Tornadoes are fact of life in the Midwest. A researcher at Western Illinois University is using a National Science Foundation grant to look inside storms to figure out which ones will spawn twisters.
WIU Meteorology Professor Marcus Buker said he's using the grant to look at how the multiple "vortex features" inside a storm interact to create a tornado.
Buker said that a type of storm known as super cell thunderstorms produce tornadoes but not not every super cell storm goes on to generate tornadoes. He said how the different vortex features inside the storm influence each other may hold the answer.
He and his team are using computer simulations and some novel mathematical modeling to explain those interactions.
Buker said fluids, like air and water, actually behave in similar ways to magnetic fields, so he's using math developed to describe magnetic fields to explain interactions going on inside a tornado.
He added that making the models work has been a bit tougher than he expected and he recently sought out some help from an expert in Russia.
"He's in St. Petersburg, Russia and I'm trying to get some help from him and have a cleaner target in proving our hypothesis," Buker said.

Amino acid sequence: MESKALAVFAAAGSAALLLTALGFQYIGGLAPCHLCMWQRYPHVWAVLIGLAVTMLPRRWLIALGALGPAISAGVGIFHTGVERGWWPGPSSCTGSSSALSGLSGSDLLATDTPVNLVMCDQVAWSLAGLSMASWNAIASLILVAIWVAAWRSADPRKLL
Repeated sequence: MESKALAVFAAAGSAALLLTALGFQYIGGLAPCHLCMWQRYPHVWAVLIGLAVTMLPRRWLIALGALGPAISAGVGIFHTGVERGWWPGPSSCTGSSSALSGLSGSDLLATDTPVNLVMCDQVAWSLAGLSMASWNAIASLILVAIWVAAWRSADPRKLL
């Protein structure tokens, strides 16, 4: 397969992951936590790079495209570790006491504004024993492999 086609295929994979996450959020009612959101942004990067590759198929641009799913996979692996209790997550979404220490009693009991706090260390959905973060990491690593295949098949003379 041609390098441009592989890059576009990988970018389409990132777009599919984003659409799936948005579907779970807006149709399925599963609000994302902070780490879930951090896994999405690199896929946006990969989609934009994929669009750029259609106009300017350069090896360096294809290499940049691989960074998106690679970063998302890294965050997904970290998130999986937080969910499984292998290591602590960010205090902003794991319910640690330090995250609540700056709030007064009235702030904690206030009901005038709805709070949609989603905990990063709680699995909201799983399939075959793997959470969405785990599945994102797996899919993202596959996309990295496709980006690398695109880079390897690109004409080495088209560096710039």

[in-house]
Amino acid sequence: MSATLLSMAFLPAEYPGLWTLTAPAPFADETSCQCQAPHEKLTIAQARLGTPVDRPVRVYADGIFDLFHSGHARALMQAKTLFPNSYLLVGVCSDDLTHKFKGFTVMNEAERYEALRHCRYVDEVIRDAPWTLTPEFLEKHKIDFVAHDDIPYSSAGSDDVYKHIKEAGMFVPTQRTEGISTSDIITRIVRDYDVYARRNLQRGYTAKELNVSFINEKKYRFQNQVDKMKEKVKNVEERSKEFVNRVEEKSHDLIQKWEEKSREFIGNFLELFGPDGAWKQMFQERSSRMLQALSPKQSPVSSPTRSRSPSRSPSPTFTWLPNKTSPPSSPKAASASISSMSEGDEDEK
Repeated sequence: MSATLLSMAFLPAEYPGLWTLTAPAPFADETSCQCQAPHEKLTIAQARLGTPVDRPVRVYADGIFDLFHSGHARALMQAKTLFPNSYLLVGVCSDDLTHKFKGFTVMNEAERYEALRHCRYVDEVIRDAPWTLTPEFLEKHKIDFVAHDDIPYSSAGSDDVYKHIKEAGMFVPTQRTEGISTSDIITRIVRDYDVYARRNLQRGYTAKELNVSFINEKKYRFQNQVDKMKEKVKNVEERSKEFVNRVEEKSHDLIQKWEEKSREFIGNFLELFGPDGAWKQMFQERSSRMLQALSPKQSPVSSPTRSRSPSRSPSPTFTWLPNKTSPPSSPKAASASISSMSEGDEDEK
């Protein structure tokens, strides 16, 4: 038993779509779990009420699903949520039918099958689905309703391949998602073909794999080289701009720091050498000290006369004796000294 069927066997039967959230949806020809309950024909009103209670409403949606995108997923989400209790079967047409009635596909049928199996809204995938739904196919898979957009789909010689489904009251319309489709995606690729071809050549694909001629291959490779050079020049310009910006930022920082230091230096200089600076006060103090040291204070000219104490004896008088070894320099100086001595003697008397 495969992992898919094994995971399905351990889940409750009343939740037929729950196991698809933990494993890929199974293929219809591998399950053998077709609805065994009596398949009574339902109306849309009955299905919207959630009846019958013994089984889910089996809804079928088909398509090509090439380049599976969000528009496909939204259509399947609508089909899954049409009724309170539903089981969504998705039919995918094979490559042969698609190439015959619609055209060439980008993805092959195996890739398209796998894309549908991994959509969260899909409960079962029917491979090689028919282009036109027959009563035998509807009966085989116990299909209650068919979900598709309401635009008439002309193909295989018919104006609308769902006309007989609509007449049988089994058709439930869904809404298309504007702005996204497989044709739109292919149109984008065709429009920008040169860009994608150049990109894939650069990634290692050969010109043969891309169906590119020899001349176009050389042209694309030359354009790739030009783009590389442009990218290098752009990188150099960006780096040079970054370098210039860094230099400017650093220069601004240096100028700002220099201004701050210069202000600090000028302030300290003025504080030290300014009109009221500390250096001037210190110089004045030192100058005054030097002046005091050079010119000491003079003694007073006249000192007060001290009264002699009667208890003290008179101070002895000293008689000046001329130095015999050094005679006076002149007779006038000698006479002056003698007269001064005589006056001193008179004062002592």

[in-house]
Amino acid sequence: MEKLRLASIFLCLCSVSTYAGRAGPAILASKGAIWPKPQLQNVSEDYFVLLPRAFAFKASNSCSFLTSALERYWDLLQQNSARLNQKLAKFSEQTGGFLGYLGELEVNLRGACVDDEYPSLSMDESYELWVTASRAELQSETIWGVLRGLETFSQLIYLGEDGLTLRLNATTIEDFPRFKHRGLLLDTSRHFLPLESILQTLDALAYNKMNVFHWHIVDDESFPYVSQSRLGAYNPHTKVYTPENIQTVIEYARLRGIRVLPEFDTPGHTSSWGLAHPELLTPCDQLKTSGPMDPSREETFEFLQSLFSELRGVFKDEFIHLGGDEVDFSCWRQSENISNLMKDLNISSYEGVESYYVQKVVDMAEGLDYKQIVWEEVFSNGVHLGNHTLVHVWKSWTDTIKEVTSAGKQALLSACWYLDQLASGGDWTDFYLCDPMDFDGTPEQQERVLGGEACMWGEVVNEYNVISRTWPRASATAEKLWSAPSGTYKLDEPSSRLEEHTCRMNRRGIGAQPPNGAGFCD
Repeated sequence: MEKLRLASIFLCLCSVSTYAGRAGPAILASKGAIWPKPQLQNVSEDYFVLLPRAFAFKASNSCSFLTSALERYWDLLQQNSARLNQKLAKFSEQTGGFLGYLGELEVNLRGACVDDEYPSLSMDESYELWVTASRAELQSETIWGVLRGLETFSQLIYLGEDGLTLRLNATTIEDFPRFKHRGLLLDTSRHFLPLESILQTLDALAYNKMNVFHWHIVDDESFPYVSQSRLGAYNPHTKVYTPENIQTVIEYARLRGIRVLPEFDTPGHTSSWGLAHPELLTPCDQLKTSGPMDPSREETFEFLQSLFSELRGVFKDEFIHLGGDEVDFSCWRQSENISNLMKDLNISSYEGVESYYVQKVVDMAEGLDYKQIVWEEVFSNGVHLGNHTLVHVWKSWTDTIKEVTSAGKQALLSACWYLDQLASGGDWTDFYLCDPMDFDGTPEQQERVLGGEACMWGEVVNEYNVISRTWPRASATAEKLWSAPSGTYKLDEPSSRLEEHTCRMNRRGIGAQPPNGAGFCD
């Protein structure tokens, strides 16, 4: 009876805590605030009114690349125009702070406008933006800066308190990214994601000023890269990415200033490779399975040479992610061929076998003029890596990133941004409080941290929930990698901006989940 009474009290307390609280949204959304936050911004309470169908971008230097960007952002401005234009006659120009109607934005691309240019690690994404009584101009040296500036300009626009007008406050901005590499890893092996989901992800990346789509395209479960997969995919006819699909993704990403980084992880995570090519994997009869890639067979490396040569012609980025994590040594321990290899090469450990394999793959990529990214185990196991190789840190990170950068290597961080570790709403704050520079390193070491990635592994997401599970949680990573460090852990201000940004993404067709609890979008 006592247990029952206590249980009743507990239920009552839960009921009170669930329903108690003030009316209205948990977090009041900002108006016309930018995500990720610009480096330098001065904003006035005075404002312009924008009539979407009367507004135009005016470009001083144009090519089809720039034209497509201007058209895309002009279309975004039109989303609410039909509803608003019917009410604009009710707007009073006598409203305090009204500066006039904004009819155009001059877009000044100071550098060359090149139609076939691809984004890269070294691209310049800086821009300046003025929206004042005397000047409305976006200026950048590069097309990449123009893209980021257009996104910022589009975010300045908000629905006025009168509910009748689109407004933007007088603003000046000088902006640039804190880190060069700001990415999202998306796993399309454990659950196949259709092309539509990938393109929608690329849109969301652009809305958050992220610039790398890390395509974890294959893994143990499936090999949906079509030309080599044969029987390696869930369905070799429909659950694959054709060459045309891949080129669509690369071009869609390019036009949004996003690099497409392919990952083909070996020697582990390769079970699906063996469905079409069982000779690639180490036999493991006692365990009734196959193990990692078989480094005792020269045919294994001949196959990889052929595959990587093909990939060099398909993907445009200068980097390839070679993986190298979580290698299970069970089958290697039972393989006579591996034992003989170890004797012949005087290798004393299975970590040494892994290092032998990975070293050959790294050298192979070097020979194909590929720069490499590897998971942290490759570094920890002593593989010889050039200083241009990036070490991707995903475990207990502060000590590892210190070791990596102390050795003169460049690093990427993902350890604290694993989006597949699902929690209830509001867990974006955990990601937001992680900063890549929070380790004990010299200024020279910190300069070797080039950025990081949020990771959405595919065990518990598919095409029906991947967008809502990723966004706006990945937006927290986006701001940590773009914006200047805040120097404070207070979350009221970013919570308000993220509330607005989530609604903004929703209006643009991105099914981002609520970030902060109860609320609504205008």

One of the problem, Buker said, is that there is actually relatively little data that they can use in their calculations.
"There is one really good case. There is a lot of decent data that's out there but there is one premier case that was in Goshen, Wyoming that they got really, really good data and that's where a lot focus in on," he said.
Buker said and his team will spend the next few months writing papers based on the research so far and he will also continue to collaborate with the Russian mathematician.
He said he hopes they will eventually author a paper together.